Tools and Methods
Time-lapse electrical resistivity tomography (ALERT)
An innovative 4D electrical imaging system known as ALERT (Automated time-Lapse Electrical Resistivity Tomography) has been developed by BGS which uses permanent in-situ electrode arrays and “smart” microprocessor-controlled instrumentation to remotely monitor temporal changes in subsurface properties. Such changes may be related to changes in fluid flow, hydrogeochemistry, or saturation levels. Complex dynamic processes can now be studied at unprecedented sampling rates without manual intervention. Volumetric images of the shallow subsurface are captured “on demand” by wireless telemetry (GSM/3G, GPRS, satellite and/or internet) from an office PC or laptop anywhere in the world – thereby eliminating the need for expensive repeat surveys. A centrally managed network server and web-portal are used for data capture, processing, modelling, visualisation and databasing. The entire process from data capture to visualization is automated and seamless. It is proposed to install ALERT technology at a site in the Witbank Coalfield, South Africa to:
- Study the environmental impacts of mine waste, and acid mine drainage on surface waters, groundwaters and vulnerable ecosystems, to depths of tens of metres or more, thereby complementing satellite imagery (hyperspectral imaging, SAR) which has a penetration depth of only a few centimetres.
- Relate the temporal tomographic images (in both space and time) to all components in the hydrologic continuum (climate, soil, surface water, groundwater, salinization and acid mine drainage). A better characterisation of spatial and temporal hydraulic behaviour at depth is essential to assess the impact of anthropogenic or climatic forcings. Specific focus will be given to minewater rebound (in the case closed mines); surface-groundwater interactions and leachate flowpaths from surficial spoil heaps, low permeability backfill, tailings lagoons or underground workings.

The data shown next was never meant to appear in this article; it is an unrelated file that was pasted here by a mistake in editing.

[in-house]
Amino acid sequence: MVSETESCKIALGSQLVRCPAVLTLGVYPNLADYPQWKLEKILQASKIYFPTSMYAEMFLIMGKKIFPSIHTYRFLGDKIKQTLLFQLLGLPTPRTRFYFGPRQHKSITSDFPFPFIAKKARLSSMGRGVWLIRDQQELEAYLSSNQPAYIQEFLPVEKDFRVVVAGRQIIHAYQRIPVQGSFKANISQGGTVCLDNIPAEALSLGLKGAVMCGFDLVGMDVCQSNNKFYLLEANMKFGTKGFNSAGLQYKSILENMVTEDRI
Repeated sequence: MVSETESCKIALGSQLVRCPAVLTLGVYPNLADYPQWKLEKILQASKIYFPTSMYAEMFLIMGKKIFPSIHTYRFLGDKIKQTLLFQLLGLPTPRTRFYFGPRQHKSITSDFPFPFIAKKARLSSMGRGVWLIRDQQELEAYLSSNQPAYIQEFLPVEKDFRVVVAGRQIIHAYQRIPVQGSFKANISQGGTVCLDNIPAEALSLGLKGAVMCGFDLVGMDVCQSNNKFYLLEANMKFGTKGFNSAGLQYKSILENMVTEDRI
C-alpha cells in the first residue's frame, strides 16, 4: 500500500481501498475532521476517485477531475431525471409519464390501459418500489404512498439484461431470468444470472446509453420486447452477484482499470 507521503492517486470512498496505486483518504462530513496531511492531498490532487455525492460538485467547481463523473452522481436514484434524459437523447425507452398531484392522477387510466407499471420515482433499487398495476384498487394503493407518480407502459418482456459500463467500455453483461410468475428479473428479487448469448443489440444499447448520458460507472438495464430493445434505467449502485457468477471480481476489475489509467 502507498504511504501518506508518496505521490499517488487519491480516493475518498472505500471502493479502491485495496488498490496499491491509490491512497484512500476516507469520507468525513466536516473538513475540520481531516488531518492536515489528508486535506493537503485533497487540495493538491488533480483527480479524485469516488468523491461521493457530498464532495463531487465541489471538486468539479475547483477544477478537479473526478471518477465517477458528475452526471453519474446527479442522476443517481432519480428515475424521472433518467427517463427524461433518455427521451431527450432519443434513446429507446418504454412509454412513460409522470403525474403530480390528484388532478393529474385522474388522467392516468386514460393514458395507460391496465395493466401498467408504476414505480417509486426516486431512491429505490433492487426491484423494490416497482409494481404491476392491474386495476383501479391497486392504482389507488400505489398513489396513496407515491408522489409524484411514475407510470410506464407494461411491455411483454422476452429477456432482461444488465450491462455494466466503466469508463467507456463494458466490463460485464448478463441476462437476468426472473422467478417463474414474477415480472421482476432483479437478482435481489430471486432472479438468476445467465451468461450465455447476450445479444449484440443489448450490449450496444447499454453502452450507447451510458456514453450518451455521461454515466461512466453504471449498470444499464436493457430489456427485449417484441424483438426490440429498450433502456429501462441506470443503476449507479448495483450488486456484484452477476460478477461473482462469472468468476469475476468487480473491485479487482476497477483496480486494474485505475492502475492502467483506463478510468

- Provide early warning of minewater break-out, subsurface pollution plumes, and potential threats to containment barriers (e.g: tailings dams). It is proposed that ALERT also be assessed as a potential technology for the automated real-time remote monitoring of mine-related operations to detect these potential problems before visible manifestation. Mine managers or Health & Safety Authorities could be notified of these threats by cell phone text message, visual alarms on the web-portal, or by email.
To-date, none of the above applications have been tested or demonstrated in areas impacted by mining.